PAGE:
March 22, 2012

Are you one of those kind-hearted people with a nice little garden, more veggies than you can possible eat yourself who takes the time to drop off your extras to the local homeless shelter? Or perhaps you have your own little bakery or grocery store, and you gladly take your day olds to the homeless. If you live in New York City, your generosity is no longer welcome, as Mayor Michael Bloomberg has banned food donations to the homeless.

You knew that the mayor was one of the one percent, but how could he possibly be so cruel to those most in need? The details from the video above from CBS Local News:

Mayor Michael Bloomberg’s food police have struck again!

Outlawed are food donations to homeless shelters because the city can’t assess their salt, fat and fiber content, reports CBS 2’s Marcia Kramer.
But Mayor Bloomberg, a salt-aholic himself, was unapologetic.

“For the things that we run because of all sorts of safety reasons, we just have a policy it is my understanding of not taking donations,” Bloomberg said.

Told that his administration recently enacted the policy, the mayor was Grinch-like.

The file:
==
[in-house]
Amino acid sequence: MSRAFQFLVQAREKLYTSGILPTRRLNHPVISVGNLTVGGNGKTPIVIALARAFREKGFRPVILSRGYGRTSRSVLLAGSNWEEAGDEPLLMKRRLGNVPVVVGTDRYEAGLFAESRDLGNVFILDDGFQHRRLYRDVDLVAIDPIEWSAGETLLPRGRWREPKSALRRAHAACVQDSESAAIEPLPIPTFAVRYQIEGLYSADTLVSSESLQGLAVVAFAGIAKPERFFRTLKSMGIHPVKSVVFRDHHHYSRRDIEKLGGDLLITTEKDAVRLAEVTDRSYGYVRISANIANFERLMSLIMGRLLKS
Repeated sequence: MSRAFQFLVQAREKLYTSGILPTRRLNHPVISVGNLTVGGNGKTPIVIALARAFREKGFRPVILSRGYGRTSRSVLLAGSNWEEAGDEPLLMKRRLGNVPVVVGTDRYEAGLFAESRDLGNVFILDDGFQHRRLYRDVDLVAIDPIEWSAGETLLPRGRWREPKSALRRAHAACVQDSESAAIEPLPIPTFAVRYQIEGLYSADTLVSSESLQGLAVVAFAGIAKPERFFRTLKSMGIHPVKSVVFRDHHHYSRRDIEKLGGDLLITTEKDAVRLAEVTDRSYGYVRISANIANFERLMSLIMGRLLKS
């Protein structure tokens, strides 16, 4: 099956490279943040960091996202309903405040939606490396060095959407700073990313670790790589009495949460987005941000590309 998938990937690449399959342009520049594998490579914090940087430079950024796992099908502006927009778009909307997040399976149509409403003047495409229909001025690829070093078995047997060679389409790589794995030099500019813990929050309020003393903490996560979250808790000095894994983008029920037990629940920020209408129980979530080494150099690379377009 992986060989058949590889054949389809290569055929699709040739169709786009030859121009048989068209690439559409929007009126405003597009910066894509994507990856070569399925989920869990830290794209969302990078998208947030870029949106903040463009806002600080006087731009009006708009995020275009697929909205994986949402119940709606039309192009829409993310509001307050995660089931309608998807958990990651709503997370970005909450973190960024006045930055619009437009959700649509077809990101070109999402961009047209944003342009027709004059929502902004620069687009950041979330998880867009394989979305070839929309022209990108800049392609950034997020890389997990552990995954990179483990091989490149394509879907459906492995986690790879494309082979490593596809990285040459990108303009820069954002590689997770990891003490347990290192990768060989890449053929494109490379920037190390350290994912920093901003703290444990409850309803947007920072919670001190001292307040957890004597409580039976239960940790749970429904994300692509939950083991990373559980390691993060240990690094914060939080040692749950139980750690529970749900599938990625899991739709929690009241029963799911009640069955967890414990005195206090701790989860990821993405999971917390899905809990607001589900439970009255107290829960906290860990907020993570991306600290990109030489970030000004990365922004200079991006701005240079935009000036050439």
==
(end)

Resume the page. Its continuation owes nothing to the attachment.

“If they did in the past they shouldn’t have done it and we shouldn’t have accepted it,” Bloomberg said.

Imagine that, people freely sharing their bounty with their fellow man. Bah, humbug!

More on this via Laura Clawson at Daily Kos:

There's obvious paternalism at work here, though it hasn't been directed only at homeless people; Bloomberg has made a priority of food health and safety initiatives directed at all New Yorkers, and has been met by significant protest at times. But that's probably not the only motive here. Horace Boothroyd III suggests we should follow the money, and indeed, city shelters use institutional vendors to prepare the approved foods. What, one wonders, are the wages and working conditions at those vendors, and what are the profit margins?

Meanwhile, as Sarah Jaffe points out, Bloomberg's commitment to making sure even homeless people have access to nutritionally balanced foods doesn't extend to asking grocery delivery service FreshDirect to accept nutritional assistance benefits or deliver to the poor neighborhood where its new taxpayer-funded facility will be located. So there's definitely reason to ask under what circumstances poor people's access to nutritious foods becomes an actionable priority for Bloomberg.

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